Your radio, volume, air conditioning and heater controls are all simple buttons and knobs. You are not perpetually hunting through touchscreen menus, hoping your car’s driver-assist features make up for your distraction. Inside a Leaf, you’re just ... in a Nissan. Could be any one of them, really. A Prius has a more radical design.
Charming as that is, it’s also a bit of a letdown. Sure, the Leaf is cheap compared to other EVs. Even the lowest-spec VW ID.4 will run you thousands more than a Leaf with the optional 60kWh big battery, up from the standard 40kWh. It just all feels a little bit wasted on you, though.
If you’re going to go through all of the trouble to buy and maintain an electric car (plotting your routes based on where there are available public charging stations, asking your friends if they don’t mind if you run an extension cord out of their basement while you stay overnight), you might as well get a car that tells you, “Hey! This might be inconvenient, but you’re living in a future ten years down the road for everyone else!”
There isn’t even a frunk. The Leaf isn’t fun n’ funky. It’s a Nissan.
The Charging System Is Outdated, But Range Is More Than Enough To Negate It
These are all petty complaints, as I’m sure you’ve gathered by now. That’s because, fundamentally, the Leaf is a good car. I don’t know if I would say that the original Leaf, which scraped up 100 miles of range (according to Nissan — it was 73 miles according to the EPA), was a good car, but this one is.
I drove the 60kWh version, which is rated up to 220-odd miles of range. In one day I ran it from 100 to 9 percent over the course of 183 miles, passing fast-charger stations I didn’t need. Even when I pulled up to a new NYC-branded charger that didn’t work 180 miles into the day, I wasn’t bothered. I had more than enough range to get home. I could just go to a charger I’m familiar with the next day.
I didn’t even run into any problems with the fundamental structural difference between a Leaf and other EVs you can buy: the charging cable. New EVs pretty much all use the CCS/SAE plug standard, and they’re optimized to guzzle huge amounts of electricity at once.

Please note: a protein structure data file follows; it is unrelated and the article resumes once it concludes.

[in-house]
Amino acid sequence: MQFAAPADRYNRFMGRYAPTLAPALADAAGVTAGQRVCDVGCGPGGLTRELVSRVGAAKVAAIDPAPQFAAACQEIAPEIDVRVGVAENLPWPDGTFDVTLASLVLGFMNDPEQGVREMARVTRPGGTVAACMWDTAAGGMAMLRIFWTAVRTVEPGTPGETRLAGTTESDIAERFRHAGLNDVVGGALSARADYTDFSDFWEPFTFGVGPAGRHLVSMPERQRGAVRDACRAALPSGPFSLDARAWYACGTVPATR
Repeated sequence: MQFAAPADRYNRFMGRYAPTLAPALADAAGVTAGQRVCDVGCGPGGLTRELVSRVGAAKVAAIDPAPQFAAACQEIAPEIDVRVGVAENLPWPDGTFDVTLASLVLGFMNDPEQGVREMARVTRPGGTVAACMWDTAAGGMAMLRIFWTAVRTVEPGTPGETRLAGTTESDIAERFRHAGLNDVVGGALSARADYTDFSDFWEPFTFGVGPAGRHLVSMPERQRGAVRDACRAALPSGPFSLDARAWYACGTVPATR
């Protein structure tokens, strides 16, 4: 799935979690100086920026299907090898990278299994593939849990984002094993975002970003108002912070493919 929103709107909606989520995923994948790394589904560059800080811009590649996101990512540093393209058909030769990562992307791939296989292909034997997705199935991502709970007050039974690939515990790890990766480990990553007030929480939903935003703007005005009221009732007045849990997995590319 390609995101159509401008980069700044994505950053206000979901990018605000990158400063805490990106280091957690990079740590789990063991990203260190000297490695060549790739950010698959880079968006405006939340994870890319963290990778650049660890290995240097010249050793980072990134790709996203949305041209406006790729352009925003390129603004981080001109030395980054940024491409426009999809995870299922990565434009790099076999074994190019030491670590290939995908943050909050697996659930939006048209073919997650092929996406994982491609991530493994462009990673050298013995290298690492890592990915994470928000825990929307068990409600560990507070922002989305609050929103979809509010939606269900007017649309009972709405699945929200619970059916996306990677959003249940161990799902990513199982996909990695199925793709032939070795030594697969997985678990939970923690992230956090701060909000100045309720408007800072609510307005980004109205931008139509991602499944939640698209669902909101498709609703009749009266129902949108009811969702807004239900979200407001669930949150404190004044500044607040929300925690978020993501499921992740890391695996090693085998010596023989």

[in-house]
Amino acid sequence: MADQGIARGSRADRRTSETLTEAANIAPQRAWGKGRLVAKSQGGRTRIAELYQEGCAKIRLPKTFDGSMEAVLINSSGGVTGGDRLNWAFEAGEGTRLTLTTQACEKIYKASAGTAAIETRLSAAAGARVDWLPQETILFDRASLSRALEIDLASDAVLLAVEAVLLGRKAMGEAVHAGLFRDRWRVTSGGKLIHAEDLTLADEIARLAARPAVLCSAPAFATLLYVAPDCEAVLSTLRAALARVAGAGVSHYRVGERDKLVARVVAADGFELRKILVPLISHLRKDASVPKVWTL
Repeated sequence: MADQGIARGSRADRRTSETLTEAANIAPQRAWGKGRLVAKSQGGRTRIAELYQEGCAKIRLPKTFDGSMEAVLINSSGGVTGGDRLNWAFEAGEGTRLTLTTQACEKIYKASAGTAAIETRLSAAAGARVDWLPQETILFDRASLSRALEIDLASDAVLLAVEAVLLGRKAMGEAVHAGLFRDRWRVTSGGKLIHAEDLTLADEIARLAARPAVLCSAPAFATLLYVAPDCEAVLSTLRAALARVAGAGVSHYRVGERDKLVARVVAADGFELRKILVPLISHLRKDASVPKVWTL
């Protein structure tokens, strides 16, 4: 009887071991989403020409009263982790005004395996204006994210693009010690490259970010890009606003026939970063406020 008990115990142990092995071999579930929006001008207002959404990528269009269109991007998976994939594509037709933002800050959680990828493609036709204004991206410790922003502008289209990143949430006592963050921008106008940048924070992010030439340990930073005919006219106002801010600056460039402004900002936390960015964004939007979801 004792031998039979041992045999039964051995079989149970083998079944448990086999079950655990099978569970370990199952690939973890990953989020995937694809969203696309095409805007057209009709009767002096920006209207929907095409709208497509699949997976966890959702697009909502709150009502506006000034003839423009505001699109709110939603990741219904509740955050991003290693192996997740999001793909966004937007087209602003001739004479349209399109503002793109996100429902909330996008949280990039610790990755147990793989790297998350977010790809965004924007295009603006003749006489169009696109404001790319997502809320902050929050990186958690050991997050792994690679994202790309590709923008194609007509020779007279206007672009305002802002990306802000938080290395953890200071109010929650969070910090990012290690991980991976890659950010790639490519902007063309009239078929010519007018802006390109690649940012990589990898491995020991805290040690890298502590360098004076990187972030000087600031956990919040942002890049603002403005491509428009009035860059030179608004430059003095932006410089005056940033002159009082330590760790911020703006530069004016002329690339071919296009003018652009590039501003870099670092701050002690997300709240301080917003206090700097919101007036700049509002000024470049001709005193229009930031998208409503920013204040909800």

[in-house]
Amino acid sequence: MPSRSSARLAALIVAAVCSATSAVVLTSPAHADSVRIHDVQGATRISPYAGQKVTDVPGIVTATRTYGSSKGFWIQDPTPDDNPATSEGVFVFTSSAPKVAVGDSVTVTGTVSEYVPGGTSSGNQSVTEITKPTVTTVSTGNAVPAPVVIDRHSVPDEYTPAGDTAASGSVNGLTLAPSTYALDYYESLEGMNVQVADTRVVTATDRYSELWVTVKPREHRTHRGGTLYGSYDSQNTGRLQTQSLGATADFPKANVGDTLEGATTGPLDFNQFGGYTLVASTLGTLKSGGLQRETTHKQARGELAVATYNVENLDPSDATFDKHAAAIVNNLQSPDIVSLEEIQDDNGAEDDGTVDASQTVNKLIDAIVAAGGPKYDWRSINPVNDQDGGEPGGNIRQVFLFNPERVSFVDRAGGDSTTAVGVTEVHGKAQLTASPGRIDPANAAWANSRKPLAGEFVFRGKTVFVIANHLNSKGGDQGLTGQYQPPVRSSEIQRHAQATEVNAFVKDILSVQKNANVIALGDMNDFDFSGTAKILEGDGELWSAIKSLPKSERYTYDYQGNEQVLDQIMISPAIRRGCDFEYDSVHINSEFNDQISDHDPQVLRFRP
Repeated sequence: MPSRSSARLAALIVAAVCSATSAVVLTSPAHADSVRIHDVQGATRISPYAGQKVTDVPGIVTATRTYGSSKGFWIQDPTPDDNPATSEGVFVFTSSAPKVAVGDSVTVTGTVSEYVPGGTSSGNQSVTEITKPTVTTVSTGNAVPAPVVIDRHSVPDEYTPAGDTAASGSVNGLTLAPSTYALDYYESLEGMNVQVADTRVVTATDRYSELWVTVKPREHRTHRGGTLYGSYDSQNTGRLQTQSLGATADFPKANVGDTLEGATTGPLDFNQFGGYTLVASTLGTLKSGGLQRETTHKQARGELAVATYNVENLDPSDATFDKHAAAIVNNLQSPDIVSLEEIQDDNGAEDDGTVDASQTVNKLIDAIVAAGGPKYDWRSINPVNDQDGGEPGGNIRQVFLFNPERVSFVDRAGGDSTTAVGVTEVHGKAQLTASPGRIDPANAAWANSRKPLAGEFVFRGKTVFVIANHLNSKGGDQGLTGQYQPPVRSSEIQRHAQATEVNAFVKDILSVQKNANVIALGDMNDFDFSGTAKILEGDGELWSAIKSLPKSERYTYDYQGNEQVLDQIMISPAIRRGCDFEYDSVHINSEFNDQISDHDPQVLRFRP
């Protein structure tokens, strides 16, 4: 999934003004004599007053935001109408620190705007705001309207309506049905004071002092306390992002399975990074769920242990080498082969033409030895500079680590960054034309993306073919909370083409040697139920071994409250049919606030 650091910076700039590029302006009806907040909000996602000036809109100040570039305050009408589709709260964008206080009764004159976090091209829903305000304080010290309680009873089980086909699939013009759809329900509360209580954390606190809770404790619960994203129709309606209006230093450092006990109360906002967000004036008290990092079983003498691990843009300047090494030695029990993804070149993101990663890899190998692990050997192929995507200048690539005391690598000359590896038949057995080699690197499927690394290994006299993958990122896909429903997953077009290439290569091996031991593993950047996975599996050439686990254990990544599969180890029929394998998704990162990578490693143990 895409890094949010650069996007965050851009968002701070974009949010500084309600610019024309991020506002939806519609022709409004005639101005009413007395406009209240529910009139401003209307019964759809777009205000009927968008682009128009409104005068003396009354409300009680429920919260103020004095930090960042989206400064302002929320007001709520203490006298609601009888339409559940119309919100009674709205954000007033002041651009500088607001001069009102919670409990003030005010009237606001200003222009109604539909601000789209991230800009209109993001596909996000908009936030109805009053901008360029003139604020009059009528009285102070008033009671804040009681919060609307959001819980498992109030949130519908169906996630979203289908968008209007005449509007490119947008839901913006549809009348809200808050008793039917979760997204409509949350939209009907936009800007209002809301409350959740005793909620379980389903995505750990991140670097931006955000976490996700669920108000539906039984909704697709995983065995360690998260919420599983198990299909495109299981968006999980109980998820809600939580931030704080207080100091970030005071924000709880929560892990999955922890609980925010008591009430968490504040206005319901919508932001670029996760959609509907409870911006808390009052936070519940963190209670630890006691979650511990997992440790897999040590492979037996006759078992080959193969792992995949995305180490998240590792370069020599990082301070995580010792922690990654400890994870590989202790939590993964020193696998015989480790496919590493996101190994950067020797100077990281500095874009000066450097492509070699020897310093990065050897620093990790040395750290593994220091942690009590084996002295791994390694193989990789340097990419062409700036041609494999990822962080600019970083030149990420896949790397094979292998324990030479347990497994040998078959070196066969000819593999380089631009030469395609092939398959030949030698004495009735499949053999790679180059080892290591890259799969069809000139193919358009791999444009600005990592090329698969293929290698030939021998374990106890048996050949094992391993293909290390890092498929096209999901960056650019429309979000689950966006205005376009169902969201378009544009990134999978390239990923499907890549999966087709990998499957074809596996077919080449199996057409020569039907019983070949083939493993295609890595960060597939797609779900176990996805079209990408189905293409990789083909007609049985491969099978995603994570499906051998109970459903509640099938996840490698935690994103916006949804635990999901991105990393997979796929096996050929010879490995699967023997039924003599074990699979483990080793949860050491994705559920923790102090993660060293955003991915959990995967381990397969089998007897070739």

VW ID.4s will happily gulp down hundreds of miles of range in half an hour or 45 minutes from a 150kW fast charger. Nissan Leafs still use the same kind of plug they did back in 2010: the sad-bro-sounding CHAdeMO. And you’ll probably wait 15 or even 30 minutes longer on a 50kW charger to get back up to about full.
The only thing is, with more than 200 miles of range in the Leaf, you don’t really have to fast-charge all that often. Three hours of highway driving is a long stretch, and I never had to charge up mid-way between point A and point B, even driving up into a relatively remote cabin in the Catskills for a bike trip. If I was driving from Billings to Bismarck, I’d be in rougher shape, but it’s not all that often I’m doing that drive.
It’s A Practical Car That Isn’t Constrained As An EV
Speaking of that bike trip, the Leaf didn’t have any trouble swallowing two bikes with racks, baskets, and pedals attached. The back seats didn’t fold flat, which was annoying, but there was still plenty of room for two people’s stuff and their bikes.
The Leaf is an easy car to live with. Even though its design and layout are the most old-school thing on the EV market, it’s perfectly modern in that it doesn’t ask much of you. It might not look as daring as a Tesla or a VW, but there is something trusty to it. A sense that Nissan has been doing this for a long time and that it’s not going to burst into flame like a Hyundai or Chevy.
It’s not going to fall apart in the rain like a Tesla. I just wish it had a better armrest.